But what high-end Android flagship isn’t really fast these days? I mean, you’re not rendering 4K video clips on this thing; you’re watching YouTube videos and insulting my reviews in Chrome.
What the OnePlus One does right is meld all of those disparate pieces of hardware into a functional, cohesive smartphone, one that you pick up and go, Huh, this costs $349? (It doesn’t quite cost that, though: with a ridiculous $28 shipping charge and DHL’s punitive $80 import fees, Canadians are going to pay considerably more for the OnePlus One than the Nexus 5).
Let’s use the camera as an example: OnePlus is one of the few companies to tout the actual camera module inside the housing. It lacks optical image stabilization, but the 13MP sensor and f/2.0 lens have the chops to bring home (and upload to Google+) a surprisingly high-quality spread of photos, even in low light. It’s not going to give your Galaxy S5 a run for its money, but hear this: it’s the second-generation version of the 1/3.06″ sensor found inside the LG G2, LG G3 and second-gen Moto X. In other words, though nominally identical in most ways, it’s still a newer part than the solution found in some of the industry’s best Android devices.
In terms of camera output, the OPO takes a mean daylight photo, with accurate colours and a surprisingly low amount of noise reduction. Chalk this up to CyanogenMOD’s custom camera interface, which relies on a series of vertical swipes to move between modes, and a lack of finished-product meddling, and you have a recipe for neutral, if unremarkable colours.
The OnePlus also knows when to crank the light sensitivity (ISO), though the relatively small sensor doesn’t perform as well as the HTC One M8 or Sony Xperia Z2 in low light. Indeed, grain is the name of the game here in anything but the best conditions since, as I said, noise reduction is minimal, which exposes the embarrassingly small amount of available waves when taking shots in less-than-ideal conditions. Still, being able to achieve a usable photo at ISO 4500 at 1/14 is something most cameras can’t achieve.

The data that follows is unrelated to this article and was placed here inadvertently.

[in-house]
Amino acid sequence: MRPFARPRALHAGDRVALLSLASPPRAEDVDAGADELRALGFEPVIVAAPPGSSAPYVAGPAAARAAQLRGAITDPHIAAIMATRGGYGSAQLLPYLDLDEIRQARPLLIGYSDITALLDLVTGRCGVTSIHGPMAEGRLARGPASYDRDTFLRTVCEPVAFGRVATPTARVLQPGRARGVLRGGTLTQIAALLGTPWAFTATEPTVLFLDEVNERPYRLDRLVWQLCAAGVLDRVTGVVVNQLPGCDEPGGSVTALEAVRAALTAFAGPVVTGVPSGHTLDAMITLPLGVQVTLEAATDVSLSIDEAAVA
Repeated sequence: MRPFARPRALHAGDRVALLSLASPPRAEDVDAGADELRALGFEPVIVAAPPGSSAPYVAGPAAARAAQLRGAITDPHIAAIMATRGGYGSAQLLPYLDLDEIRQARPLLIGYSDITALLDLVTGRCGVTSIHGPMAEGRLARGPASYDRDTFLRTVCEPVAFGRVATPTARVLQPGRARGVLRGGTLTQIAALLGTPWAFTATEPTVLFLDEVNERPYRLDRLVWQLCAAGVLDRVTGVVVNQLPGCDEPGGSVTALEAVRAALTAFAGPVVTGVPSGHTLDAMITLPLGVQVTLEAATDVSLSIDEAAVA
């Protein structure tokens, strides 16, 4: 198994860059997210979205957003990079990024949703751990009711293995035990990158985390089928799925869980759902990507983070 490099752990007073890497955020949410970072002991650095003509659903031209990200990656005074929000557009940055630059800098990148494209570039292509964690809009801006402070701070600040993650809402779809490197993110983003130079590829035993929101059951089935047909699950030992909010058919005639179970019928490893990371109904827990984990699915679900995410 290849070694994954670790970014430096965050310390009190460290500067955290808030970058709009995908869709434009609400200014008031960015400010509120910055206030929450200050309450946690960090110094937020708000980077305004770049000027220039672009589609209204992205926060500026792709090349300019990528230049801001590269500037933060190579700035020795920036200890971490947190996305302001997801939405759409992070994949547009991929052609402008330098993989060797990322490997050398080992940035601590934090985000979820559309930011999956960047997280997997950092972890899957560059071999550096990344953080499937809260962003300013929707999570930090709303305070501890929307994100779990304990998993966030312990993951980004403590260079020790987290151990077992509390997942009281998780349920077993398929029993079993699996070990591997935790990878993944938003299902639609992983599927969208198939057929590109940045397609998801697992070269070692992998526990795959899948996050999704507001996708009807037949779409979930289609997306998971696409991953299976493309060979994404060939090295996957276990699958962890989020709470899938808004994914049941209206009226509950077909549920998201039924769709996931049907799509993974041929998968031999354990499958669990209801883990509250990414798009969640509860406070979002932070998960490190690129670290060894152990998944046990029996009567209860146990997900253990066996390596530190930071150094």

HDR manages to smooth out of some of those rough edges, combining exposure of the fore and background of a photo to achieve a more uniform palette, but the software lacks the IQ of a Galaxy S5 or iPhone 5s. The OnePlus, as can be seen below, is capable of some incredible shots, and its macro abilities are up there with the top Android devices on the market.
The device also excels in video capture, perhaps even more so than for still photos. Not only can the device achieve a ridiculously-high bitrate of 57Mbits when shooting 4K video (3840 x 2160 pixels) at 30fps, but it is not limited to five minutes of video like the majority of its competitors. There’s even an ultra-wide 4096 x 2160 pixel option, which captures footage at a cinematic 24fps at megabyte-busting 63Mbits. In other words, the Snapdragon 801 chip is working to its fullest potential here.
CyanogenMOD is not just a take on stock Android, though: the company has, as it has legitimized over the years, managed to create a number of interesting solutions to Google’s biggest mobile problems quite on its own. Theme Manager, for instance, provides an eloquent alternative to having to search for and download various custom launchers, icon packs and wallpapers by bundling them all together in a single place. Sure, most people won’t bother with changing the default colour scheme — it’s fine as it is — but the capability is there.
And because the OnePlus One shares a chassis with the Oppo Find 7A, capacitive menu buttons are below the display, making it possible to switch between the two modes on the fly. I prefer the on-screen variety, but if one is looking to eke out as much screen real estate as possible, the choices are there. CyanogenMOD has wisely included the option to create custom launch commands from those buttons, too, so double-tapping on the Home button, for instance, can launch the camera.
Then there’s the added security features, such as per-app permissions and an unique approach to messaging encryption that errs on the side of simplicity. Similar to iMessage, but for CM users, WhisperPush is an end-to-end encryption solution for text-based communications, useful but for the fact that the CyanogenMOD install base is just over one million, peanuts compared to Apple or Samsung.